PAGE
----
Pour the concrete mix around the base of the leaning fence posts. To remove air bubbles, tamp down the concrete with scrap wood. Pour the mix slightly above the surface. Smooth out the concrete surface using a bull float. Allow the concrete to cure for one or two days.
4. Verifying Alignment and Stability
After the concrete has fully cured, remove the bracing boards. Test the stability of the fence by gently pushing on it from different angles. The posts should now be more secure and stable.
If you had to remove any fence panels during the repair process, reattach them using the appropriate screws or nails.
Repairing a Leaning Fence with a Broken Post
Tools You’ll Need:
- 3-inch nails or screws
- Hammer or Drill
- Replacement fence post
- Replacement railings (if needed)
- Concrete mix
- Wooden braces
- Stain or paint
1. Remove the Damaged Post
Disconnect the fence post from adjacent panels, rails, or wires, depending on the type of fence. Start by removing any nails, screws, or other fasteners. Use wooden braces and nails or screws to secure the fence in an upright position temporarily.
Dig around the broken post using a shovel. Remove enough soil to expose the base of the post and break up the old concrete using a sledgehammer. Once you’ve exposed the broken post, carefully remove it from the ground.
2. Dig and Install a New Post
The hole for the new post should be as deep as the original one and three times as wide. A wider hole allows you to add gravel and concrete for stability. Adding a layer of gravel before filling in the concrete improves drainage, preventing wood rot.
Place the new post in the hole and check that it is level. You might need someone to help you hold the post steady while refilling the hole with concrete. While the concrete is still wet, brace the post to keep it in position until the concrete sets.
3. Reattach the Fence Panels
Allow the concrete to cure for 24-48 hours, then reattach the fence panels and rails to the new post. Use nails or screws to secure the panels.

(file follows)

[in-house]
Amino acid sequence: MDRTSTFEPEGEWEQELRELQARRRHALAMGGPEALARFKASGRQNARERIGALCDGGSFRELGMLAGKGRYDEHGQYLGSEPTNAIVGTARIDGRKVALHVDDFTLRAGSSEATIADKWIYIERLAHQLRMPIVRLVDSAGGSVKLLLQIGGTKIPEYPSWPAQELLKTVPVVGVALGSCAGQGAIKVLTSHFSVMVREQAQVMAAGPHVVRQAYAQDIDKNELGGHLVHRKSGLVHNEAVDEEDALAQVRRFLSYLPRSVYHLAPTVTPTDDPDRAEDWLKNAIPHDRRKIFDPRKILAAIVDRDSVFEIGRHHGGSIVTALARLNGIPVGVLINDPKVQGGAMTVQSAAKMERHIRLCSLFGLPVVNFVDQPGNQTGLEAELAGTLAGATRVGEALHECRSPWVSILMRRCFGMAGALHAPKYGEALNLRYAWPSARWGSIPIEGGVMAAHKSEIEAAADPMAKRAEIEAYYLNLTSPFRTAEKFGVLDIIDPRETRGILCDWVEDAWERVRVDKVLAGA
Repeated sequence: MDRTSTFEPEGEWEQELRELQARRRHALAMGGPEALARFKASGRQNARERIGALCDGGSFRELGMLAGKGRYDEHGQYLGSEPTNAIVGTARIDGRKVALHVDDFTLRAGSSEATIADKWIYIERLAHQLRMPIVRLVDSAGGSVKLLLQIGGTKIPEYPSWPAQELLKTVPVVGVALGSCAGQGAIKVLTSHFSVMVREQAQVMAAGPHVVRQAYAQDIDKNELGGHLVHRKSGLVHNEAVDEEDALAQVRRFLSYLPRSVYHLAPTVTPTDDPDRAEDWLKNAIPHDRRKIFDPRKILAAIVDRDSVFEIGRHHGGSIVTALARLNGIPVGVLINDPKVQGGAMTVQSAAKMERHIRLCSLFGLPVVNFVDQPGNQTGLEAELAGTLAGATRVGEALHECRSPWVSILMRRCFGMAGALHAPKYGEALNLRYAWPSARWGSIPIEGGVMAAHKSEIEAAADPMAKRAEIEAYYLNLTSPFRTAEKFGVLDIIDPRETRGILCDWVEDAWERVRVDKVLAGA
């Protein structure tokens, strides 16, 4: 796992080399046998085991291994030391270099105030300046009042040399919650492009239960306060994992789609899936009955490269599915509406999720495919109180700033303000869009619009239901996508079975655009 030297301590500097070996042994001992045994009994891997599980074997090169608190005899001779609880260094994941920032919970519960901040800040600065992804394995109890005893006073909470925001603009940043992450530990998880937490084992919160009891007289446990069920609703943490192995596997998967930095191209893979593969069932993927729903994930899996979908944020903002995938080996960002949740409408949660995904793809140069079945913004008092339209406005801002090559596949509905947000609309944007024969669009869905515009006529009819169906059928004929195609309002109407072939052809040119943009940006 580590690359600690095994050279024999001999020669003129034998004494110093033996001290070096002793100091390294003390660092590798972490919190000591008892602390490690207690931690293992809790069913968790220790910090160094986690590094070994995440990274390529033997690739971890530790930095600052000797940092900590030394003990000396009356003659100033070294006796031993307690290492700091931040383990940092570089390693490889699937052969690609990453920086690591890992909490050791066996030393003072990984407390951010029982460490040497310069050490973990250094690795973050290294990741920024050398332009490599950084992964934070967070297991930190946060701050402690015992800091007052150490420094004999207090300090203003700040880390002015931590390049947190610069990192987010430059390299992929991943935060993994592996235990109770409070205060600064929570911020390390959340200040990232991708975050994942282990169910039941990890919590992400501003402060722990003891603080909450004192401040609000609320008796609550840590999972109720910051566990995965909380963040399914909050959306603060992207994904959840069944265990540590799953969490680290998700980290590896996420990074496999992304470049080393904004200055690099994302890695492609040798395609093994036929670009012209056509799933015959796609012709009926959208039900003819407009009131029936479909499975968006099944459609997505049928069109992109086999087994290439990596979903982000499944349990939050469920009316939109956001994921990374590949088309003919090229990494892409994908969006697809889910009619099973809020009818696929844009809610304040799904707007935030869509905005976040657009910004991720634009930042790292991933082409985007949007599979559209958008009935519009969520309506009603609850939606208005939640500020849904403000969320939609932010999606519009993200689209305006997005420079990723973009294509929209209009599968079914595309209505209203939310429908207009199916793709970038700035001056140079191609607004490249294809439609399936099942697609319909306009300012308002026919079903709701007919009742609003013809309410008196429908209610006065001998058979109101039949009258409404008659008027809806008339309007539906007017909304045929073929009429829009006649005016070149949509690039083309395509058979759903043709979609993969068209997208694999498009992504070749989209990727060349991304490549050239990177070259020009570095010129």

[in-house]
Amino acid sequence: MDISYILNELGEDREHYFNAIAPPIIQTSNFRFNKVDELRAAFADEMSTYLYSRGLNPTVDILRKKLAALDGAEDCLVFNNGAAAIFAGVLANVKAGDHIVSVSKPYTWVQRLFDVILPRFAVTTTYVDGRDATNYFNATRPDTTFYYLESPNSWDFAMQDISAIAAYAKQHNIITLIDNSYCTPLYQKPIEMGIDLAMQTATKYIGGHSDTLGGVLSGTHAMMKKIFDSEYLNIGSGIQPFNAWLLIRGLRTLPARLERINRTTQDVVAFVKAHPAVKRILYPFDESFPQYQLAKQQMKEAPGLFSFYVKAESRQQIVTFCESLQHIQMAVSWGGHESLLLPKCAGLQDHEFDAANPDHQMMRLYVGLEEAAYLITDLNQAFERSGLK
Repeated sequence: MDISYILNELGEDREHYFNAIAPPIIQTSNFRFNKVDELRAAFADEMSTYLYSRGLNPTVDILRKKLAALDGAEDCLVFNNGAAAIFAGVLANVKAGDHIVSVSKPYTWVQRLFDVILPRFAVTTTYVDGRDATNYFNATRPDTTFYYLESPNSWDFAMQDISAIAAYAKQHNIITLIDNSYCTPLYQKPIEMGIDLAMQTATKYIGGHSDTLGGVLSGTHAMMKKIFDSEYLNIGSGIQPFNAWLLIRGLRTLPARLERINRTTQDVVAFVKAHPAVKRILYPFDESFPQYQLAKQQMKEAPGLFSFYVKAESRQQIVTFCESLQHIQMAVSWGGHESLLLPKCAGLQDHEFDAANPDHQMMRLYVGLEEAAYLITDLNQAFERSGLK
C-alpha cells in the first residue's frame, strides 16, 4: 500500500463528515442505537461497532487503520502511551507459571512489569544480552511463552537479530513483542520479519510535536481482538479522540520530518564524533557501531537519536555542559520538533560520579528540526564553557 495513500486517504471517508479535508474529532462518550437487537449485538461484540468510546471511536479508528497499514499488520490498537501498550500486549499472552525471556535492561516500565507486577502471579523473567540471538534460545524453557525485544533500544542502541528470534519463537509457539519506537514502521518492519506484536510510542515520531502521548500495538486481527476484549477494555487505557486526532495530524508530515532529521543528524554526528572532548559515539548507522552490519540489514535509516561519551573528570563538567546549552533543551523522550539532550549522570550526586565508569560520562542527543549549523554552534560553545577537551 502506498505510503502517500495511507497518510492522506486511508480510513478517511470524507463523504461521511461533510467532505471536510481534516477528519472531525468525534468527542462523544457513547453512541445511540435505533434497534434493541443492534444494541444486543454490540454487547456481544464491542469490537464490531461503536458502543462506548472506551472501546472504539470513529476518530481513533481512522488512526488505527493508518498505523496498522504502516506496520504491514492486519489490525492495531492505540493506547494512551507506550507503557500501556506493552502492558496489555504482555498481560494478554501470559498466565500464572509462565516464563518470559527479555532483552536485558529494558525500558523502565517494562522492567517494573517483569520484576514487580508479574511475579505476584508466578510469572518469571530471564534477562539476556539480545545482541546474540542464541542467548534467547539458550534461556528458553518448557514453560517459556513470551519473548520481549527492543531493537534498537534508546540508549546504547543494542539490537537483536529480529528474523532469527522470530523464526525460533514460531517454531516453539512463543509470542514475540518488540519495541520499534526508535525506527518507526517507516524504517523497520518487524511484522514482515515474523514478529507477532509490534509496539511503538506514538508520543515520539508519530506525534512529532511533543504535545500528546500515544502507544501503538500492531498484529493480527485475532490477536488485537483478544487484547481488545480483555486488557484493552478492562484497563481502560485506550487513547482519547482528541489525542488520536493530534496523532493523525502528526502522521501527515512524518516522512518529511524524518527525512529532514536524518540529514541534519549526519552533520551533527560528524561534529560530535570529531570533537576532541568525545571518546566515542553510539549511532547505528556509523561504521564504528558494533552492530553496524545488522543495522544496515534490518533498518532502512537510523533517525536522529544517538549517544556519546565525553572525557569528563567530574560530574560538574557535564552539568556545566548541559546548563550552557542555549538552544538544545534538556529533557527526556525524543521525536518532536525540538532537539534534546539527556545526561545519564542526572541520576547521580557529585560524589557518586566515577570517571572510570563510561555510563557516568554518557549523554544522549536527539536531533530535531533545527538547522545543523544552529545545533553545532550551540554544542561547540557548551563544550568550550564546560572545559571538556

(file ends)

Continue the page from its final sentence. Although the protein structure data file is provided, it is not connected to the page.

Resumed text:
If the new post is taller than the rest of the fence, you can cut it down to match the height using a saw. Consider applying a weatherproofing treatment to the new post to prevent premature rotting.
Alternative Methods for Fixing a Leaning Fence
Temporary Fixes: Fence Braces
Metal or wooden fence braces can help keep the fence standing until a more permanent repair can be done. Position the fence braces diagonally from the leaning post to the ground, and attach using nails or screws.
Strengthening Fence Stability with Anchors
Post anchors, spikes, and menders are metal devices that are driven into the ground and fastened to the leaning post. They provide stability by securing the post into the ground, preventing further movement.
Using Gravel or Compacted Soil for Support
Crushed gravel and soil are ideal foundation materials to straighten a leaning fence post. Dig a hole around the post, add some gravel at the bottom for drainage, then fill it with a mixture of soil and gravel. Tamp down the mixture as you go to compact it and provide stability.
DIY vs. Hiring a Professional
While DIY fence repairs are cheaper than hiring a professional, some tasks can prove challenging. Simple fixes like attaching a brace or spike are often handled as DIY projects.
Following each step ensures a more thorough and lasting repair. But, if a large section of the fence is sagging, the fence may need professional repair or replacement.